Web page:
The goons also thrashed the ETV cameraman. His camera was broken as they demanded the cassette from him. However, he was smart and in the nick of time managed to replace the original cassette with an empty one. Looking at the situation, the media persons decided to quickly leave the place. I had to leave early since I had a deadline to meet. One of my friends from Hindu who had come in a car offered me a lift. As soon as we sat in the car we saw that the owner had come. We again rushed out in order to get his version. I spoke to him and clicked his picture. Within few minutes went back to the car and were all set to leave. Suddenly, 5-6 goons rounded up the car and the driver had to stop it. They began banging the car furiously. Me and my friend looked at each other. We were really scared now. We had not exactly locked the doors. They opened it and demanded the camera. "Who has the camera? Delete our boss's photo. Tell us where the camera is?" they shouted. I was really scared now. I was the one with the camera. In the whole melee, they were confused about who exactly took the camera. I was confused. I did not want to part away with my camera and pictures. Well, why should I? But at the same time, I wondered, they only want me to delete the picture na. I should simply delete it and go away from the wretched place. In the midst of all the nonsense, I was wondering what exactly to do.

My friend did not have the camera with her. She screamed at them saying that she doesn't have it. We were seated inside. But they started searching the car. They even tried to open my friend's bag. Meanwhile, I started crying for help. I also told them that I don't have the camera. The Hindu photographer was waiting for us in another place. Anticipating trouble, he had smartly left the place. However, his tripod was still inside the bag. They took away the tripod. I couldn't believe my helplessness. I yelled at them and screamed for help. I was really angry and scared. Suddenly the owner came and snatched the tripod from his goons and gave it to us. He asked his goons to shut up and apologised to us and requested us to leave. We were both very angry with him and shouted at him and finally left the place. Mind you, the police out there did not come to help us at all.

As we were going back to the office, I realised the enormity of the situation. I have never been rounded up by violent goons like this. It was only later that the gravity of the situation hit me. It can be extremely intimidating. I have been in similar situations before/ (Looking back at the post, I realise some of my opinions have changed. It's weird. But well, that's a different story altogether. Will blog about it.) However, I think I am lightly lucky in such cases because I'm a woman. Had there been a male reporter in my place, he would have been bashed left right and centre in no time. They wouldn't have asked. They would have simply beaten the guy black and blue.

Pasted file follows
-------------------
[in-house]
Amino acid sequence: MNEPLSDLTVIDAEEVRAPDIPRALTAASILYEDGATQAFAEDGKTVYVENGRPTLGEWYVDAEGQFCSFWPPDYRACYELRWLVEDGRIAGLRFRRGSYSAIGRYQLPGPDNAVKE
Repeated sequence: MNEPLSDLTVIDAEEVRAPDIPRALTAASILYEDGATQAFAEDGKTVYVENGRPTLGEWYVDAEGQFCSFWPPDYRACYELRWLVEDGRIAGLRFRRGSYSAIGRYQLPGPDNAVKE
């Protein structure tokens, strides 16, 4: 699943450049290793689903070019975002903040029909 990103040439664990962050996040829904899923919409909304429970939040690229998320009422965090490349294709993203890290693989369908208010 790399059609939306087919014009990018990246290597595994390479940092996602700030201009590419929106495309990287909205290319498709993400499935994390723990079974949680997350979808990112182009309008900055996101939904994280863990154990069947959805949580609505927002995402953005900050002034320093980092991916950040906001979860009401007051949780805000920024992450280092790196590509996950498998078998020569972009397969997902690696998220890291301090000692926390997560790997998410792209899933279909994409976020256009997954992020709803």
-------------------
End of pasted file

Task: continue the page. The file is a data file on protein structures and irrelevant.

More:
I went to the office and filed the story. According to my boss, I shouldn't have taken the risk and should have simply deleted the pic. She's asked me not to get into trouble like this. Hmmm.... But I'm secretly glad that I did not give the camera to them. I think I can ramble all about it now especially since I am safe now. But still, why should I? Argh!!!!!! Oh, I did not file a police complaint. I think I should have. But well, at that time, all that was in my mind was to go and file the story. Later I kind of lost interest. I think I should have filed a complaint. But well.... that did not happen.

The activists who were there for a longer time told me that they had a tough time leaving the place along with the workers. More police officials were sent in later. The workers are now back home :)

9 comments:

Manan said...

It's heartening to see people like you risk so much in pursuit of truth and ultimately improving the lot of people.

Being in a totally different field, I cannot even say if I would have it in me to do such things - admire you for it.

Stay safe.

kpowerinfinity said...

Oh, this seems straight out of a movie! I am glad you are safe .. the way you described it, it sounded really really bad..

What happened to the people there? Did the owner of the place get punished?

I must say, I salute your courage. As manan says: Stay safe!

Unjun said...

it's exciting, yet scary. we need tremendous presence of mind to be able to make decisions and act in the nick of time when under tremendous pressure.

of course, it never comes to us at one go. that is the tricky bit :)

Nishant Ratnakar said...

Fuck...... when did the story come out?

manuscrypts said...

brickbats, almost literally... but awesome, woman !! :)

Incognito said...

geez!

Divya said...

gosh shobha! wot an adventure! umm... rather childish... but i am secretly a little envious... am doing such a 'safe' job even tho i am a journo! :(

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Khamakha said...

awesome shobha...had goosebumps while reading this post...
wil u plz keep a copy of this article done by ma brave friend :)
-sonali